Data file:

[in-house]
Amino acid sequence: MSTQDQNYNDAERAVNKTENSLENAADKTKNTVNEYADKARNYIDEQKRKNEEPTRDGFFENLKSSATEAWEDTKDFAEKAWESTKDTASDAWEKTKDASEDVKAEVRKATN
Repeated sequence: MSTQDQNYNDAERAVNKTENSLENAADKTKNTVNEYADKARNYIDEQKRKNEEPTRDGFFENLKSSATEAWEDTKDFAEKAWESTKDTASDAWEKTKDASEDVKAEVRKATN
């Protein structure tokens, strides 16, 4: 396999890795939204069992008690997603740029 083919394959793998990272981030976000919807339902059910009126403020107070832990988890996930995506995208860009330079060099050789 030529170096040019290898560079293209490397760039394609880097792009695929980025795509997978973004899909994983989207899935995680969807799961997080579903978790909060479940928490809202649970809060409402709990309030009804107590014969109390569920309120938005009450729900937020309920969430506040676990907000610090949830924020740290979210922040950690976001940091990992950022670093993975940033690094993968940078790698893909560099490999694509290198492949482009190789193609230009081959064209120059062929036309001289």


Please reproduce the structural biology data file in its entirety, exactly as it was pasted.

[in-house]
Amino acid sequence: MSTQDQNYNDAERAVNKTENSLENAADKTKNTVNEYADKARNYIDEQKRKNEEPTRDGFFENLKSSATEAWEDTKDFAEKAWESTKDTASDAWEKTKDASEDVKAEVRKATN
Repeated sequence: MSTQDQNYNDAERAVNKTENSLENAADKTKNTVNEYADKARNYIDEQKRKNEEPTRDGFFENLKSSATEAWEDTKDFAEKAWESTKDTASDAWEKTKDASEDVKAEVRKATN
């Protein structure tokens, strides 16, 4: 396999890795939204069992008690997603740029 083919394959793998990272981030976000919807339902059910009126403020107070832990988890996930995506995208860009330079060099050789 030529170096040019290898560079293209490397760039394609880097792009695929980025795509997978973004899909994983989207899935995680969807799961997080579903978790909060479940928490809202649970809060409402709990309030009804107590014969109390569920309120938005009450729900937020309920969430506040676990907000610090949830924020740290979210922040950690976001940091990992950022670093993975940033690094993968940078790698893909560099490999694509290198492949482009190789193609230009081959064209120059062929036309001289």